Russia tells Google to open up Android search to Yandex

Alan Burkitt-Gray
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Yandex likely to gain market share after Russian competition authority wins case against Google

Yandex and other search engine companies have won a major victory against Google to have their services included on Android phones sold in Russia.

Google’s owner, Alphabet, has agreed to open up the Russian market within days and to lift the exclusive position that Google search has on Android phones.

Russia’s Federal Antimonopoly Service (FAS) says the voluntary settlement, in the Moscow District Court of Arbitration, follows two years of negotiations since the FAS said Google was abusing its market dominance.

But the software changes that Google has been forced to implement because of the FAS’s action may also give the lead to other competition authorities. Once developed and rolled out in Russia, the changes could be adopted elsewhere.

“We managed to find a balance between the necessity to develop the Android ecosystem and interests of third-party developers for promoting their mobile applications and services on Android-based devices,” said Igor Artemiev, head of the FAS.

He said the settlement “will have a positive effect on the market as a whole, while giving developers additional options for promoting their products”.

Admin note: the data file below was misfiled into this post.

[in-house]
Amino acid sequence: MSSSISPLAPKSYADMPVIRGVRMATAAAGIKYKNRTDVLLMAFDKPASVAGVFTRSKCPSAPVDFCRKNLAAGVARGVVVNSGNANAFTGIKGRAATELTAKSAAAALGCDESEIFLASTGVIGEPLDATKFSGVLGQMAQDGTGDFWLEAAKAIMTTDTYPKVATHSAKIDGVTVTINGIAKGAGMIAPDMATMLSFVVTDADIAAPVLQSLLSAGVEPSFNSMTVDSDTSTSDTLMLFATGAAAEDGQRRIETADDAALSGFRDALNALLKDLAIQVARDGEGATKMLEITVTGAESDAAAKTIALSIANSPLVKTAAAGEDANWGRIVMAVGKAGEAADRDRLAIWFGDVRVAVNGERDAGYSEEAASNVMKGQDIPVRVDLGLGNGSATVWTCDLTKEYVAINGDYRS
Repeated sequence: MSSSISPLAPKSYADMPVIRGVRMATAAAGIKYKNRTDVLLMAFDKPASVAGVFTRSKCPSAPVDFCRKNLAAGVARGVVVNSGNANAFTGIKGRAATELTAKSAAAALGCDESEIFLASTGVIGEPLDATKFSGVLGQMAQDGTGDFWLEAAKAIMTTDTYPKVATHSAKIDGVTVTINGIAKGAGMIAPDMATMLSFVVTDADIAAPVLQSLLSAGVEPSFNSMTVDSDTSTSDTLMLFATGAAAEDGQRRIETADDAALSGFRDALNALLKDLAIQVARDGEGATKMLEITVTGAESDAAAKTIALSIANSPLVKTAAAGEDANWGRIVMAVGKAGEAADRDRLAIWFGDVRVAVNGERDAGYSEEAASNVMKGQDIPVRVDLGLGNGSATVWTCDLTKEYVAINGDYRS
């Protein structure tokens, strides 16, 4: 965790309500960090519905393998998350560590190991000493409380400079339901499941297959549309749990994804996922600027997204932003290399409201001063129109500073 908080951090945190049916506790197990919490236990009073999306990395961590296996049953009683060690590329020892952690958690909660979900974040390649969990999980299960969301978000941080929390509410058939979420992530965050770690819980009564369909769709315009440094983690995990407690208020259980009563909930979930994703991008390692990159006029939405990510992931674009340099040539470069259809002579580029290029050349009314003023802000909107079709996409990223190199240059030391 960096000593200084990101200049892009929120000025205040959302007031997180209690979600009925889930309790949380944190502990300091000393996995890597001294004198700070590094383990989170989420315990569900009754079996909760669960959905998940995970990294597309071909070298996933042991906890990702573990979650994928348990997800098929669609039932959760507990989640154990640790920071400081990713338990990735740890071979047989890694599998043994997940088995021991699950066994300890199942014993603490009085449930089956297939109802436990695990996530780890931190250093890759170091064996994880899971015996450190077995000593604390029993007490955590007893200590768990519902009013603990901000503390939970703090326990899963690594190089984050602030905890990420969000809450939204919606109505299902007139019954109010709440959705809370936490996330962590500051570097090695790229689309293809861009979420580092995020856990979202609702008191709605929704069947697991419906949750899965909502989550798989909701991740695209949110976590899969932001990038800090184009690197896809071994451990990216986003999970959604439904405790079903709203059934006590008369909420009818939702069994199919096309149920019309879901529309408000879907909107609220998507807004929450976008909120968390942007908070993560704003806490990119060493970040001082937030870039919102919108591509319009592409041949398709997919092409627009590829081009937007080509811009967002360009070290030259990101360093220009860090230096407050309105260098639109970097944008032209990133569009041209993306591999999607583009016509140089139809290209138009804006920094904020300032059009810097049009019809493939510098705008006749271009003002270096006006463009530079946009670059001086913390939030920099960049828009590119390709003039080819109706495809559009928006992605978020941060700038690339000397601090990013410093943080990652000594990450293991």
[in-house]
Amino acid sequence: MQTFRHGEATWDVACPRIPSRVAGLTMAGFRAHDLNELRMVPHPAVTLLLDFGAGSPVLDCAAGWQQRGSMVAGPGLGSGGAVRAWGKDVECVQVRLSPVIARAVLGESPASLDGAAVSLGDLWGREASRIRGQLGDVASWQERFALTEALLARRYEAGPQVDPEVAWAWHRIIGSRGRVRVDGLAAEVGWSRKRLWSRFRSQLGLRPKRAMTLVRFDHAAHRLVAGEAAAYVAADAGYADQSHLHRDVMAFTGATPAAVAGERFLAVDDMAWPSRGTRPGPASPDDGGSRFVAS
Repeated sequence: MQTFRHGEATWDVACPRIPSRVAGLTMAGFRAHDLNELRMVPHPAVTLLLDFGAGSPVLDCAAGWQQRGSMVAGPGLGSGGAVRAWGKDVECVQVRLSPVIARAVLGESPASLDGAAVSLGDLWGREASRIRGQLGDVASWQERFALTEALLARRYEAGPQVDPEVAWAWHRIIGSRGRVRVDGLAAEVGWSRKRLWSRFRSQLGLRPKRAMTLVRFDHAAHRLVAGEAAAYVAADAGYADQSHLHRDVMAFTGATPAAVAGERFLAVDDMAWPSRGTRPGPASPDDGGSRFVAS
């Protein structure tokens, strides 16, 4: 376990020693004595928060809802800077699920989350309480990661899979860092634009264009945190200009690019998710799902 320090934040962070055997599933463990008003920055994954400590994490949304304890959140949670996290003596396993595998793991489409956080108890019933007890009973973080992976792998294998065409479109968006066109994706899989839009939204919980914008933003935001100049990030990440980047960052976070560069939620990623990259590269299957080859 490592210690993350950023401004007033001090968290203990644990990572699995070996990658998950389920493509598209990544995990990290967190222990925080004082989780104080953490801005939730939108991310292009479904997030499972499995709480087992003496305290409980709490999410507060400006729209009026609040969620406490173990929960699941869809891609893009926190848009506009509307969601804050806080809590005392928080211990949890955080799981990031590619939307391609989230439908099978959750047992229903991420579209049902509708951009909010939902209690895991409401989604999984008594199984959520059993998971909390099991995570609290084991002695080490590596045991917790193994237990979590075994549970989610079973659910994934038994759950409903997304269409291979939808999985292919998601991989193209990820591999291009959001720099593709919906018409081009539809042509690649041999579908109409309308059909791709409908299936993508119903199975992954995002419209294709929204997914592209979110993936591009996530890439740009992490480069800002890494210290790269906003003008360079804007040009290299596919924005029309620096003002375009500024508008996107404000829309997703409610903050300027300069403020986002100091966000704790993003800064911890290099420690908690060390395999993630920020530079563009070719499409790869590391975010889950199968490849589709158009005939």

FAS fined Google 438 million roubles ($7.8 million) but, more significantly, told it to move fast to allow rivals onto the home page of Android devices.

Google is no longer about to tell suppliers of Android phones to the Russia market to restrict pre-installation of competing search engines and apps. Until now, suppliers have had to pre-install Google as the only permitted search engine.

The next update of the Chrome browser will give current users a choice window that will give them an option to select a different search engine.

New devices “within a few months” will have a Chrome widget, replacing the current Google search widget on the home screen, offering a choice of search.

And Google must begin talks within 60 days with any rival Russian search engine that wants to be included on the choice screen next year. Google said it was already talking to Yandex, the largest Russian search engine company.

The selection will not be once-only, said the FAS. “Users will be able to change settings at any time and choose the default search engine which suits their needs.”

The ruling applies to apps as well as search. “Google will by no means limit or impede pre-installation of other developers’ applications on the users’ devices,” said the FAS.